Self-driving cars have been making news over the past couple of years. First came Google with its testing of driverless vehicles, then Nissan with its NCS-2015, Audi has become the first carmaker with an autonomous car license in Nevada, and now Toyota with its new autonomous Lexus Advanced Active Safety Research Vehicle, which was unveiled at CES on Monday.

The car, which is built atop a Lexus LS 600 platform, employs tons of tech, including Advanced GPS, radar, laser range-finders and stereo cameras, plus a super-precise odometer and a bunch of accelerometers. But in spite of all of this, and the use of the word "autonomous" by Toyota, the car is still reliant on a human behind the wheel.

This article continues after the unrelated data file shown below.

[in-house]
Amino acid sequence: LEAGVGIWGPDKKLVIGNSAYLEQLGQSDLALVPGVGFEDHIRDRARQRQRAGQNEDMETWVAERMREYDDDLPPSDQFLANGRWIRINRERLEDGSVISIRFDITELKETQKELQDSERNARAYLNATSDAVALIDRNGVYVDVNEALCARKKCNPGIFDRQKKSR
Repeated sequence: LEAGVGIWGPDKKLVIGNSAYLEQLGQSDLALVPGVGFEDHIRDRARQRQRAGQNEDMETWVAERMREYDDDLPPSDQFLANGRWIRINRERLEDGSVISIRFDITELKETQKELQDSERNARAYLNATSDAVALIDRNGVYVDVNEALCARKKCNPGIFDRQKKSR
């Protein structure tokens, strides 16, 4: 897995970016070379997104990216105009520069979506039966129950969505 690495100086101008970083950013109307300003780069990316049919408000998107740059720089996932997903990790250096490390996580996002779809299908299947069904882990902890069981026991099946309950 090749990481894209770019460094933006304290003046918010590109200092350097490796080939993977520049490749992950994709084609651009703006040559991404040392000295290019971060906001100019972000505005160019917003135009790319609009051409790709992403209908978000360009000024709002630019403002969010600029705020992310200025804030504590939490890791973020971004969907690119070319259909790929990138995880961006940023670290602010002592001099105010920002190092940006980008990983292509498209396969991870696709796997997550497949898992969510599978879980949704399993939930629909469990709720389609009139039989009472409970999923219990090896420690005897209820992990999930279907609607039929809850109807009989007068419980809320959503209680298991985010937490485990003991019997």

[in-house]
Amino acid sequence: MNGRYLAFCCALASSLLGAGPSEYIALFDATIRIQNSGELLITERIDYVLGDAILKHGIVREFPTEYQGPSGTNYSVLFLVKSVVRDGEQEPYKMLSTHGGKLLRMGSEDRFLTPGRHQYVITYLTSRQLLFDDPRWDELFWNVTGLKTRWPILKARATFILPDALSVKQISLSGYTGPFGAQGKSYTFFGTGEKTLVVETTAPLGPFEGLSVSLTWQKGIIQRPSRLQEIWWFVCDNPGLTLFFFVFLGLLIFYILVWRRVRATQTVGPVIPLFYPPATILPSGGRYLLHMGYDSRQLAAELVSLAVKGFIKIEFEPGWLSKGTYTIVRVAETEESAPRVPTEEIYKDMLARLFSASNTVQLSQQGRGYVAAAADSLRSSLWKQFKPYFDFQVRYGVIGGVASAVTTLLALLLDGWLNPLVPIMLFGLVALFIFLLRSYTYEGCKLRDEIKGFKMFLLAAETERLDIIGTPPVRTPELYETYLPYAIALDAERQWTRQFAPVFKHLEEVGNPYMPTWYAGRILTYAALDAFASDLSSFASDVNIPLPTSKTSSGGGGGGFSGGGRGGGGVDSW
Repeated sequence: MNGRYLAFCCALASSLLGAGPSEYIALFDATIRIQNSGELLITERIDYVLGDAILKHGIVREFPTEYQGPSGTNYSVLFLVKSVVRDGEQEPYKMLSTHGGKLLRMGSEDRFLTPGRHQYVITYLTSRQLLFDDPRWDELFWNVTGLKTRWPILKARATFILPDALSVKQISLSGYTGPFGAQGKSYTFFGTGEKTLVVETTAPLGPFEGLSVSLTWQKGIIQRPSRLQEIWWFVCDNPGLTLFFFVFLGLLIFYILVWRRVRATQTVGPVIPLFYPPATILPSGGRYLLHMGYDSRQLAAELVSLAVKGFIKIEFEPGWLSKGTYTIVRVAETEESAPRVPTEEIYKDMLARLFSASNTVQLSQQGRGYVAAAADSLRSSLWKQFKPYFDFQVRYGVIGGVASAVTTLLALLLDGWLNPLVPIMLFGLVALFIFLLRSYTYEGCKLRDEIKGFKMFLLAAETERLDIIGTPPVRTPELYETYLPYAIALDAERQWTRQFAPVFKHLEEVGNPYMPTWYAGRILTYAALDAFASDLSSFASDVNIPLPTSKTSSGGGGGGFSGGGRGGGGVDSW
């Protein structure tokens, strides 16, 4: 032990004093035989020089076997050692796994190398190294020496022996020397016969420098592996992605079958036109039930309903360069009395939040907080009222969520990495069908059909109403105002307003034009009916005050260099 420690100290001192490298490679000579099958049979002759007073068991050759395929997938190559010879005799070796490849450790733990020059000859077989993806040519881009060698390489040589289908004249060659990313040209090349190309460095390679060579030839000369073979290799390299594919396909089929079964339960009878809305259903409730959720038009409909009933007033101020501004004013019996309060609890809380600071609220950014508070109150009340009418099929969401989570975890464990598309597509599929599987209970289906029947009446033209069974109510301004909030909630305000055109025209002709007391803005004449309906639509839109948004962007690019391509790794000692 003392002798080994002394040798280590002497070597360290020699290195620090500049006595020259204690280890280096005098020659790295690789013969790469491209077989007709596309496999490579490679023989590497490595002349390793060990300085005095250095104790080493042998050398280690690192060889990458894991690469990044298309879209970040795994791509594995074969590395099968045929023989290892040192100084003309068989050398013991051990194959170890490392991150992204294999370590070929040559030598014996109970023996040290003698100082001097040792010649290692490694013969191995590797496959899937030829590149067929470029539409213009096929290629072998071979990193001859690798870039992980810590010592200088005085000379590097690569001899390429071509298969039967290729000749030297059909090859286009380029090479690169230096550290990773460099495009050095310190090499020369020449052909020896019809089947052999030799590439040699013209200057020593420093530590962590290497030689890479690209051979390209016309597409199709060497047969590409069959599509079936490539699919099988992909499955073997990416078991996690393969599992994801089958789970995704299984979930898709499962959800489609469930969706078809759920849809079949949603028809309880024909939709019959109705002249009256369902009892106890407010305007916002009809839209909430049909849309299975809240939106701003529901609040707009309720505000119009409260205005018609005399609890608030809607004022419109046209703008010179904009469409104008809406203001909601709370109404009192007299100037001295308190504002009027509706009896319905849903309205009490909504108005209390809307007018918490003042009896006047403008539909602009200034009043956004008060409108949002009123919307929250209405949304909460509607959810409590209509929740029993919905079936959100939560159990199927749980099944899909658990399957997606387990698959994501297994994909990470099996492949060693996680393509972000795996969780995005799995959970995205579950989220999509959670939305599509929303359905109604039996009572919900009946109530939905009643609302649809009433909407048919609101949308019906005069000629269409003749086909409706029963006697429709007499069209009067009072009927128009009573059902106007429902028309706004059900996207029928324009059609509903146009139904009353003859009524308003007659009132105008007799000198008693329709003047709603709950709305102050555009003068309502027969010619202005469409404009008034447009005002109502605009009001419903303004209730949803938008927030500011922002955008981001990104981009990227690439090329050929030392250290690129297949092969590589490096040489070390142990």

The reality is that this car exists in order to create the smarter cars of the future -- ones that can sense and avoid accidents, not completely drive themselves, according to our friends at Engadget, who spoke with Jim Pisz, Corporate Manager of North American Business Strategy at Toyota.

"Autonomous does not mean driverless ... technology should enhance a driver's skills, but we do believe that the technology is at a state where it can intervene in a case where driver error is absolutely evident," Pisz told Engadget.

So although the Advanced Active Safety Research Vehicle may not be the driverless vehicle of the future you may have been picturing, it's still a pretty interesting view into the car tech to come.

For more on the new autonomous auto, head over to Engadget.